Category : Epilepsia

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The use of cannabidiol for seizure management in patients with brain tumor-related epilepsy.

Neurocase. 2017 Oct 24;:1-5

Authors: Warren PP, Bebin EM, Nabors LB, Szaflarski JP

Abstract
Epilepsy, commonly encountered by patients with brain tumors, is often refractory to standard therapies. Our aim was to examine the safety and efficacy of pharmaceutical grade cannabidiol (CBD; Epidiolex, GW Pharmaceuticals) in those patients with epilepsy with concomitant tumors enrolled in The University of Alabama at Birmingham CBD Program (NCT02700412 and NCT02695537). Of the three patients with refractory seizures and a history of a primary brain tumor, two had improvement in seizure frequency and all three had improvement in seizure severity. These pilot results suggest that CBD should be further studied for the treatment of brain tumor-related epilepsy.

PMID: 29063814 [PubMed – as supplied by publisher]

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A case for cannabidiol in Wolf-Hirschhorn syndrome seizure management.

Category : Epilepsia

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A case for cannabidiol in Wolf-Hirschhorn syndrome seizure management.

Am J Med Genet A. 2017 Feb;173(2):324-326

Authors: Ho KS, Wassman ER

Abstract
Complex, and sometimes intractable, seizures affect the quality of life and cognitive development of over 90% of individuals with Wolf-Hirschhorn syndrome (WHS). Fine resolution genotype-phenotype mapping of the WHS locus recently identified a candidate gene whose probable function has led to insights into a mechanism connecting WHS seizures with those of Dravet syndrome, a distinct condition caused by mutations in SCN1A and SCN1B. In addition to this possible molecular mechanistic connection, these disorders’ seizures share a strikingly similar constellation of features, including clinical presentation, seizure types, early age of onset, EEG pattern, and responses to specific anti-epileptic drugs. Based in part on these similarities, we suggest that a highly successful Phase III clinical trial of a formulation of cannabidiol for Dravet syndrome seizures may be directly translatable into possible benefits for WHS individuals with challenging seizure patterns. © 2016 Wiley Periodicals, Inc.

PMID: 28102593 [PubMed – indexed for MEDLINE]

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Cannabidiol attenuates seizures and social deficits in a mouse model of Dravet syndrome.

Category : Epilepsia

Cannabidiol attenuates seizures and social deficits in a mouse model of Dravet syndrome.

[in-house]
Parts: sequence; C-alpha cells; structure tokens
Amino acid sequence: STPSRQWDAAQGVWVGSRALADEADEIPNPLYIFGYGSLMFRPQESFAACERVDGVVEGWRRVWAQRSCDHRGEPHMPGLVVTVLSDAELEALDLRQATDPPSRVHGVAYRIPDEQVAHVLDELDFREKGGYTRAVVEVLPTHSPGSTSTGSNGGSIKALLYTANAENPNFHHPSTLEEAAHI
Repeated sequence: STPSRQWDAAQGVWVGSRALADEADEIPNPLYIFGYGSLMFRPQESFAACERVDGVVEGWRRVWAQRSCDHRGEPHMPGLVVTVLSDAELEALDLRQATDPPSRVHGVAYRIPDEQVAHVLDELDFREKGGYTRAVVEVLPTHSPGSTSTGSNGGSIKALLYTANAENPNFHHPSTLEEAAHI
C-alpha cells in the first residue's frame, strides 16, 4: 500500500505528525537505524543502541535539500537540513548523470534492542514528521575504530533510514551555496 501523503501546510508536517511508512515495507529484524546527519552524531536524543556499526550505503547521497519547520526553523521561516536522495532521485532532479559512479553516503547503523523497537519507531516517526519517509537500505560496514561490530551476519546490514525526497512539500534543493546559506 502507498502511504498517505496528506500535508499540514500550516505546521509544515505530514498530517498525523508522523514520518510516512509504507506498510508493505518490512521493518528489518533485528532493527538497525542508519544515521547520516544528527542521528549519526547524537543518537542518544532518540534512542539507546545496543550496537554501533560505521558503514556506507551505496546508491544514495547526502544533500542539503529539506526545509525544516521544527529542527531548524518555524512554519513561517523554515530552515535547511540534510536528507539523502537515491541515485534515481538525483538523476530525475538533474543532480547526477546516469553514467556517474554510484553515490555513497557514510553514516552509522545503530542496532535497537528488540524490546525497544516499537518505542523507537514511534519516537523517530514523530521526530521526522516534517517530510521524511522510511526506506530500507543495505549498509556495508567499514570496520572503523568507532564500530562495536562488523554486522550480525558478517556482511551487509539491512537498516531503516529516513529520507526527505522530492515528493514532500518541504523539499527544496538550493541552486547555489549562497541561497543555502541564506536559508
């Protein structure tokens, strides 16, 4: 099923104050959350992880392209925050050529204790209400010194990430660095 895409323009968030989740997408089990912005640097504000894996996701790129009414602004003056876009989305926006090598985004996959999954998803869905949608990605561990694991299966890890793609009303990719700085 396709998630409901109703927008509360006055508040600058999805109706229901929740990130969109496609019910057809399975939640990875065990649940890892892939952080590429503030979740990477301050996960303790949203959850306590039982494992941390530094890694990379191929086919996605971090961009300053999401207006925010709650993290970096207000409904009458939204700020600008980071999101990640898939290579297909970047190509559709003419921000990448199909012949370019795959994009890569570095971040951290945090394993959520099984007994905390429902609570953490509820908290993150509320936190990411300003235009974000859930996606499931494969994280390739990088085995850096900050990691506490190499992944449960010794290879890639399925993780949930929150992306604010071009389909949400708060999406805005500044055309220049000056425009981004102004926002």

Proc Natl Acad Sci U S A. 2017 Oct 02;:

Authors: Kaplan JS, Stella N, Catterall WA, Westenbroek RE

Abstract
Worldwide medicinal use of cannabis is rapidly escalating, despite limited evidence of its efficacy from preclinical and clinical studies. Here we show that cannabidiol (CBD) effectively reduced seizures and autistic-like social deficits in a well-validated mouse genetic model of Dravet syndrome (DS), a severe childhood epilepsy disorder caused by loss-of-function mutations in the brain voltage-gated sodium channel NaV1.1. The duration and severity of thermally induced seizures and the frequency of spontaneous seizures were substantially decreased. Treatment with lower doses of CBD also improved autistic-like social interaction deficits in DS mice. Phenotypic rescue was associated with restoration of the excitability of inhibitory interneurons in the hippocampal dentate gyrus, an important area for seizure propagation. Reduced excitability of dentate granule neurons in response to strong depolarizing stimuli was also observed. The beneficial effects of CBD on inhibitory neurotransmission were mimicked and occluded by an antagonist of GPR55, suggesting that therapeutic effects of CBD are mediated through this lipid-activated G protein-coupled receptor. Our results provide critical preclinical evidence supporting treatment of epilepsy and autistic-like behaviors linked to DS with CBD. We also introduce antagonism of GPR55 as a potential therapeutic approach by illustrating its beneficial effects in DS mice. Our study provides essential preclinical evidence needed to build a sound scientific basis for increased medicinal use of CBD.